Married for money?

It’s not the main reason most of us get married, but getting (and staying!) married holds significant financial advantages. Richard Moor talks us through them

As accountants and tax  advisers we are by no means  considered to be qualified  relationship counsellors or  wedding planners. However, while love, thankfully, still tends to be the primary reason couples choose to get married, recent surveys suggest that fewer people are choosing to do so. Some surveys suggest that almost one in eight of us are living together in a long-term relationship as a couple but are not married.

One reason could be that weddings are expensive. The average UK wedding costs more than £25,000 according to But we have found that a number of our clients weren’t aware of the, sometimes considerable, financial and tax benefits of marriage.

Richard Moor, Director at Bulley Davey Wealth Management explains why you should marry for money. ‘There are many reasons people get married – some for companionship, others for security and many for  tradition – however, not many  would admit to marrying for money, but you should!

‘Firstly, if you and your partner are married you may be entitled to  a tax break called the marriage tax  allowance. The marriage tax allowance is a little-known way for couples to transfer a proportion of their personal allowance to each other. So let’s say we have Richard and Judy. Judy is employed and a higher rate tax payer  but Richard is currently unemployed. Both Richard and Judy have a standard personal tax allowance of £11,000. However, because Richard and Judy are married Richard could transfer some of  his unused personal allowance to Judy  – up to £1,100. This would mean that Judy could reduce her tax bill by up to  £440 each tax year.

‘Also, while the idea of losing a loved one is not something we like to dwell on, 2017 will see some important changes to inheritance tax for those who are married. This makes it even more worthwhile to marry for money.  The most significant of these being the introduction of a new enhanced main residence nil-rate band.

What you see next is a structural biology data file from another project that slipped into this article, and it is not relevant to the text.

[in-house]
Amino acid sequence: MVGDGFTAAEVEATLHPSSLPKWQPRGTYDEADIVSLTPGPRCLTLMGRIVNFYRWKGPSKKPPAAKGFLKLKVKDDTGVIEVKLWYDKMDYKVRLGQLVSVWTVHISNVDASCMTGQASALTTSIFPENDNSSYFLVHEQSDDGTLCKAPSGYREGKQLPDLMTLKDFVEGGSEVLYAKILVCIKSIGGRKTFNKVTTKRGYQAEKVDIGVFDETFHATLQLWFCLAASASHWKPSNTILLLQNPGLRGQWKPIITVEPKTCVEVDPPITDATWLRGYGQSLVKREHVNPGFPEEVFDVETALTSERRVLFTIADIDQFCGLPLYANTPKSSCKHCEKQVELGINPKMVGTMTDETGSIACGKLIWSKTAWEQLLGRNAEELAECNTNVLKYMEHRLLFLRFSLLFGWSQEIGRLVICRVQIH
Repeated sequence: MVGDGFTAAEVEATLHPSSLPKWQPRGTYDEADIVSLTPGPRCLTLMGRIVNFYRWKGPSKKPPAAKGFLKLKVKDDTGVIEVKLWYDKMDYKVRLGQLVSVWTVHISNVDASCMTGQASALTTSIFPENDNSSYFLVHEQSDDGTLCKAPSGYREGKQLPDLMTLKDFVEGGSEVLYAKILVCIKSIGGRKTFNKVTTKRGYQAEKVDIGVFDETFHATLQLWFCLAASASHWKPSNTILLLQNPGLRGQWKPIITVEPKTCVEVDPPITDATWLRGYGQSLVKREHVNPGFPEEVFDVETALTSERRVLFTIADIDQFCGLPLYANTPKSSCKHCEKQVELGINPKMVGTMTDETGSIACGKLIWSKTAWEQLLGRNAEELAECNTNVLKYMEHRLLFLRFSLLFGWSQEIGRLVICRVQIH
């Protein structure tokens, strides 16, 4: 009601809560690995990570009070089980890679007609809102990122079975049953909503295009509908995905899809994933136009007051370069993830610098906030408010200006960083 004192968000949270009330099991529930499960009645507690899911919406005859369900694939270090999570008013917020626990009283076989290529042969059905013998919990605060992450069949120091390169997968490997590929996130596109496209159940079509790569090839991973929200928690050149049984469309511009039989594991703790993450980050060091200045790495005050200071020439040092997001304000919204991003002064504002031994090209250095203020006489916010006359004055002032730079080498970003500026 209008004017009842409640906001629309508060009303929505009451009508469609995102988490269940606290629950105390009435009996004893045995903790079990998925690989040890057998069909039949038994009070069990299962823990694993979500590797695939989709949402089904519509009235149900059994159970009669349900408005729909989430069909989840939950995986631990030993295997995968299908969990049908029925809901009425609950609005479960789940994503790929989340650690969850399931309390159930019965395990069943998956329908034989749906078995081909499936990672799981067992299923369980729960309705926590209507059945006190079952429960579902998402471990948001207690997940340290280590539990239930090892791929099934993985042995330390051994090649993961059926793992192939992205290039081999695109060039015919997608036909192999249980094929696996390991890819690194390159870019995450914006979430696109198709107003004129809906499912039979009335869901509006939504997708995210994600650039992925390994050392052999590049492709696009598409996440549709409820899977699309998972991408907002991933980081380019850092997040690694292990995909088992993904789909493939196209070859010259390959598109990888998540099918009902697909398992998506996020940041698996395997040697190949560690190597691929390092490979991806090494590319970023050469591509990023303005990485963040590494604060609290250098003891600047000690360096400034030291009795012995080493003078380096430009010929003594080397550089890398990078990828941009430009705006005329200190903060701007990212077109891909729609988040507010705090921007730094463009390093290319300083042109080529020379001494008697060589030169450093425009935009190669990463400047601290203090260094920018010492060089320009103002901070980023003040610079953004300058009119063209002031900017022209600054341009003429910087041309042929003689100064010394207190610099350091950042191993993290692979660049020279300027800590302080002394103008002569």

‘Richard and Judy have been together for 50 years but are not married. Upon Richard’s death, Judy’s inheritance of Richard’s estate will be taxed at 40 per cent of everything over £325,000 (the nil-rate band) because he was legally single. Assuming Richard’s taxable estate was worth £1m, this would mean that up to £270,000 would have been lost to the taxman. This allowance will increase to £500,000 by 2020 under the new enhanced nil-rate band measures being introduced by the government. The additional £175,000 available by 2020 is to be treated as a separate allowance and  will only apply to an individual’s main  residence or wealth  created from that  main residence.

‘However, if Richard and Judy were married, there would be no inheritance tax  charge on the transfer of Richard’s taxable estate to Judy as  spouse transfers are exempt. At Judy’s death her estate would be eligible to claim two times the nil-rate band against the value of her personal estate.  This would allow her children or next of kin to inherit her estate tax free up to £650,000 as things currently stand. On an estate worth £1 million this would mean their children would  pay the taxman £140,000.

‘By 2020 the combined nil-rate band and main residence nil-rate band will mean it is  possible to shelter a £1 million estate from inheritance tax, meaning that  Richard and Judy’s children might not have to pay any tax at all.  ‘Sound confusing? It is a little bit. And, of course, there are instances where this new measure might not be of benefit as well.

‘However, in simple terms, if you would rather pass down your hard-earned money and assets to loved ones and family members instead of the  taxman we highly recommend speaking  to an accountant or tax advisor to see  how this could benefit you.’

Bulley Davey  4 Cyrus Way, Cygnet Park, Hampton,  Peterborough PE7 8HP.  01733 569494, 

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